Ellis Arnall Gubernatorial Campaign Booklet 1966

Ellis Arnall Campaign Booklet from 1966

As Governor from 1942-1947, Ellis Arnall was considered one of Georgia’s most progressive modern politicians. Arnall had many progressive accomplishments while in office, many of which hurt his image among white Georgians. After his tenure as governor, Arnall worked for the Truman Administration and came back to run for governor in 1966. This campaign booklet is from his 1966 run, but it highlights many of his accomplishments during his earlier career. What is different about the points Arnall highlights for his campaign? Why might Eugene Talmadge, his successor, have hated Arnall so much?

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“Manning, Selvage & Lee/ Atlanta Forward Atlanta Campaign photographs”

Atlanta Skyline Circa 1970

The Atlanta Chamber of Commerce hired the public relations firm Manning, Selvage & Lee/Atlanta to work on the Forward Atlanta campaign. The Forward Atlanta campaign worked to bring major businesses and industries to the city. The Forward Atlanta campaign began in 1925 with a national advertising campaign and it succeeded in bringing new businesses to Atlanta. The photographs in this collection are from the second Forward Atlanta campaign launched in 1961. Similar to the first campaign, the second Forward Atlanta campaign brought another wave of new businesses that altered the Atlanta skyline. Architect John Portman’s buildings particularly reinvented the cityscape. The photographs in this collection were used to promote Atlanta to potential businesses.

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Agricultural Booklet: “Know Georgia’s Products”

Agricultural Booklet: “Know Georgia’s Products”

Population in the rural areas saw a sharp decline after WWII. Nearly 28,000 families left farming between 1945 and 1950. Although the number of farms decreased the average size of Georgia farms increased. Improvements in farming technology and techniques made farming more efficient. Farmers were encouraged to diversify their crops, prevent soil erosion, and experiment with new methods and products. Mules and plows were replaced by tractors and other motorized equipment.

“Know Georgia’s Products: Key to a New Economy.” Public Service Announcement sponsored by Rich’s Atlanta. 1946. From the Georgia Historical Society Vertical Files, Agriculture – Pamphlets Collection.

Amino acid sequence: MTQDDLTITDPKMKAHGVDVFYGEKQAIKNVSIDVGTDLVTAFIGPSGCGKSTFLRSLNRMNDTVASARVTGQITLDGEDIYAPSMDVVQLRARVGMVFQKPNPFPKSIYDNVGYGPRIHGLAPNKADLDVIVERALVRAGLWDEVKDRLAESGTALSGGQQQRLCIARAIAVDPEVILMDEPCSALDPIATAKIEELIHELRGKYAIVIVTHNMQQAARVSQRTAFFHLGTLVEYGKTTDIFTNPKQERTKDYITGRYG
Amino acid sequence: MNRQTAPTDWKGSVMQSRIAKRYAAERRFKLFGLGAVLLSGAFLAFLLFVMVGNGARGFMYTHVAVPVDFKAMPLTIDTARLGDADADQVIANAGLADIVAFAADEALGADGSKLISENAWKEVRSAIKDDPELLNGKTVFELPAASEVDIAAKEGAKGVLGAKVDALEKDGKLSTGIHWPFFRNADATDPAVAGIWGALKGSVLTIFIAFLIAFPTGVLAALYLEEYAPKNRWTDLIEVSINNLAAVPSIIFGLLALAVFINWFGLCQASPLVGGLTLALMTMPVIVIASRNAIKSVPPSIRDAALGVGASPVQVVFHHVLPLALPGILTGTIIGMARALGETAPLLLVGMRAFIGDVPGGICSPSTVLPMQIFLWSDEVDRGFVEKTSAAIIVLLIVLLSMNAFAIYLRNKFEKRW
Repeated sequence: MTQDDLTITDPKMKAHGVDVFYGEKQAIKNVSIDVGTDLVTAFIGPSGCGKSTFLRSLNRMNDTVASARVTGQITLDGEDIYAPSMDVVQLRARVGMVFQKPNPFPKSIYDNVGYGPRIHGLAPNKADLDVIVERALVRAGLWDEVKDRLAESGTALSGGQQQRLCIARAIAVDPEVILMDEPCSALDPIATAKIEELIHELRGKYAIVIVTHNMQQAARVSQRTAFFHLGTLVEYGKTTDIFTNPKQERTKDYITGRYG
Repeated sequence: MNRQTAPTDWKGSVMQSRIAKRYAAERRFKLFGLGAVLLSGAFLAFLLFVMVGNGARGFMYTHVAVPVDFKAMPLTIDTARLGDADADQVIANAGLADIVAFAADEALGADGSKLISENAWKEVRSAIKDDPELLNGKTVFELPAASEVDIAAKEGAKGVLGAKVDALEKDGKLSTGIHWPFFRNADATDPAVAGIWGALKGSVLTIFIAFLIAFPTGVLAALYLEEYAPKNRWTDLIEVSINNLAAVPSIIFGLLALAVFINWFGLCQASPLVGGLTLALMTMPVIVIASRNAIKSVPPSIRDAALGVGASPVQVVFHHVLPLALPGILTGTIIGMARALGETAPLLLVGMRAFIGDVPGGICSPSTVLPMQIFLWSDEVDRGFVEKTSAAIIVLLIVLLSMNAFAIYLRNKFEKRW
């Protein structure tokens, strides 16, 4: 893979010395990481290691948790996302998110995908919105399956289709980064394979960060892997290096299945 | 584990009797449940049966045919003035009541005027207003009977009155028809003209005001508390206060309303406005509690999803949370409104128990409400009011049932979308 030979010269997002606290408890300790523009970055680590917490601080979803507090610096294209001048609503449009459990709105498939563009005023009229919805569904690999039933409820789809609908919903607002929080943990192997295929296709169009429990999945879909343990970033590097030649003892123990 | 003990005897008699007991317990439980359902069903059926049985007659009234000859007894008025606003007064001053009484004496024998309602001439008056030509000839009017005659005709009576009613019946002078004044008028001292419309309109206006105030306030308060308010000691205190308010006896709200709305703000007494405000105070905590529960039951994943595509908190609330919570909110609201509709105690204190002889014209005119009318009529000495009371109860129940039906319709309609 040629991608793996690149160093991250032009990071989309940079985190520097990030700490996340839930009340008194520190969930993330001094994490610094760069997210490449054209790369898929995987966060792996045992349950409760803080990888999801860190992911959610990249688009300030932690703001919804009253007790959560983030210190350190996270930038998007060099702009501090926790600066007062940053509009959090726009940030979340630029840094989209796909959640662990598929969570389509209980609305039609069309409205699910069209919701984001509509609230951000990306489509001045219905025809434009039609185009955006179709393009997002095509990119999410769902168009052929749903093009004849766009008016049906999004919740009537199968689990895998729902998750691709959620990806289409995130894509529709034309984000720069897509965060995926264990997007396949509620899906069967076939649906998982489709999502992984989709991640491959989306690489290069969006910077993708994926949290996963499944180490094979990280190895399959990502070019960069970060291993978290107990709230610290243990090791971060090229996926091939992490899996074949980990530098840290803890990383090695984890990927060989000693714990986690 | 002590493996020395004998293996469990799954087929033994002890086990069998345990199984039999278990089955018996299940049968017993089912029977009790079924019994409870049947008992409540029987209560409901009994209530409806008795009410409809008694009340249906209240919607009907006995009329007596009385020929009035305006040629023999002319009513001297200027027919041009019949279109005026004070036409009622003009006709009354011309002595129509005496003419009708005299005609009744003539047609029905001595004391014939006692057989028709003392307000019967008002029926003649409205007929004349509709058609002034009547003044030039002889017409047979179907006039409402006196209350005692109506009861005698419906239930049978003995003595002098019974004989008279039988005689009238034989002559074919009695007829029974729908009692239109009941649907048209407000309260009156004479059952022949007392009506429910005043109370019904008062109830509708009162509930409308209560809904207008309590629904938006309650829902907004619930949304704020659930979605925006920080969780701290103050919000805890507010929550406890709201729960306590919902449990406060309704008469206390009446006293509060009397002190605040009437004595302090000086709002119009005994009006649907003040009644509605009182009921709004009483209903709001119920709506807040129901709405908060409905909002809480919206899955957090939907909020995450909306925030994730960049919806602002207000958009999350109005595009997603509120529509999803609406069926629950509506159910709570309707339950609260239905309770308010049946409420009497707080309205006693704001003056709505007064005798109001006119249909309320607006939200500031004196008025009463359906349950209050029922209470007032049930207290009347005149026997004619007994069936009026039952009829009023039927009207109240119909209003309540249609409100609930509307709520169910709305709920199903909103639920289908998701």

“Agriculture in Georgia” Advertising Pamphlet

“Agriculture in Georgia” Advertising Pamphlet

Population in the rural areas saw a sharp decline after WWII. Nearly 28,000 families left farming between 1945 and 1950. Although the number of farms decreased the average size of Georgia farms increased. Improvements in farming technology and techniques made farming more efficient. From the pamphlet, what did you notice that might be helping farming develop and change since the late nineteenth century? How does this change the population of farmers?

“Agriculture in Georgia.” Atlanta : Agricultural and Industrial Development Board, 1948. From the Georgia Historical Society Rare Pamphlet Collection. F291 .G312 1948

Photograph of Construction in progress on Buford Dam

Photograph of construction on Buford Dam,

In Forsyth county, the Buford Dam was completed in 1957 and created Lake Lanier and flowed into Forsyth and Hall counties. The dam was a political accomplishment, supported by Atlanta mayor William B. Hartsfield and newly elected Governor Talmadge for its benefits, such as flood control and water supplies. Moreover, technological advances made the engineering of this dam possible and successful. Lake Lanier would go on to be used not only for practical concerns, but also for enjoyment. It is frequently used for water sports and in 1996, it held the rowing, canoeing, and kayaking Olympic competitions. 

Photograph of construction on Buford Dam,
Photograph of construction on Buford Dam, Forsyth County, Georgia, ca. 1950-1953. From the Georgia Archives Vanishing Georgia Collection. hal386

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Set 10: Post-WWII Developments in Georgia

Georgia would not be the same after World War II. During WWII billions of dollars were invested in war industries and military bases throughout the South. Wartime activities brought relief from the economic depression and the economic boom continued after the war’s end. Atlanta became the center of commerce and industry for Georgia and the entire South. Leaders like Ivan Allen, Jr. and William Hartsfield promoted Atlanta to the world as a progressive business city. Atlanta built new stadiums and attracted major league sports teams to the city. In rural areas, Georgia’s agriculture benefited from diversification and modernization. Ellis Arnall brought sweeping changes to Georgia during his term as governor from 1940 to 1942. Major changes also came through the modern Civil Rights Movement which is the focus of the second half of this primary source set. There are four primary sources dedicated to SS8H10. Moreover, this guide will provide extra primary and secondary resources for the classroom